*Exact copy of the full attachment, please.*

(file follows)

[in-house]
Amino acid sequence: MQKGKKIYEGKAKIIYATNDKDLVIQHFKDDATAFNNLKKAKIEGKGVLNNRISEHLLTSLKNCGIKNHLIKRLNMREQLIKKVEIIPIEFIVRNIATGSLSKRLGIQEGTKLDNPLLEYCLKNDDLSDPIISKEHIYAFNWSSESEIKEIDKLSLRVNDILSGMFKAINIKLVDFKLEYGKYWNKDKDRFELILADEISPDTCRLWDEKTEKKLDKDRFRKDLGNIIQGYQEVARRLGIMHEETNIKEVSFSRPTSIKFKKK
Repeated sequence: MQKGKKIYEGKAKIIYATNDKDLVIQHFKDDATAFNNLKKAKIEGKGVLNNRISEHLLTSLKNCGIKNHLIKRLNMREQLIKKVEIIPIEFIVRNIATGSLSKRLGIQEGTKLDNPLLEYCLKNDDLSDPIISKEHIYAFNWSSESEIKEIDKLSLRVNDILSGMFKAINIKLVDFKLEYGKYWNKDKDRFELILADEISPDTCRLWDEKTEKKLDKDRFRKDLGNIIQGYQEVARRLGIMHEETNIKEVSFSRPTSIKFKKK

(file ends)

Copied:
[in-house]
Amino acid sequence: MQKGKKIYEGKAKIIYATNDKDLVIQHFKDDATAFNNLKKAKIEGKGVLNNRISEHLLTSLKNCGIKNHLIKRLNMREQLIKKVEIIPIEFIVRNIATGSLSKRLGIQEGTKLDNPLLEYCLKNDDLSDPIISKEHIYAFNWSSESEIKEIDKLSLRVNDILSGMFKAINIKLVDFKLEYGKYWNKDKDRFELILADEISPDTCRLWDEKTEKKLDKDRFRKDLGNIIQGYQEVARRLGIMHEETNIKEVSFSRPTSIKFKKK
Repeated sequence: MQKGKKIYEGKAKIIYATNDKDLVIQHFKDDATAFNNLKKAKIEGKGVLNNRISEHLLTSLKNCGIKNHLIKRLNMREQLIKKVEIIPIEFIVRNIATGSLSKRLGIQEGTKLDNPLLEYCLKNDDLSDPIISKEHIYAFNWSSESEIKEIDKLSLRVNDILSGMFKAINIKLVDFKLEYGKYWNKDKDRFELILADEISPDTCRLWDEKTEKKLDKDRFRKDLGNIIQGYQEVARRLGIMHEETNIKEVSFSRPTSIKFKKK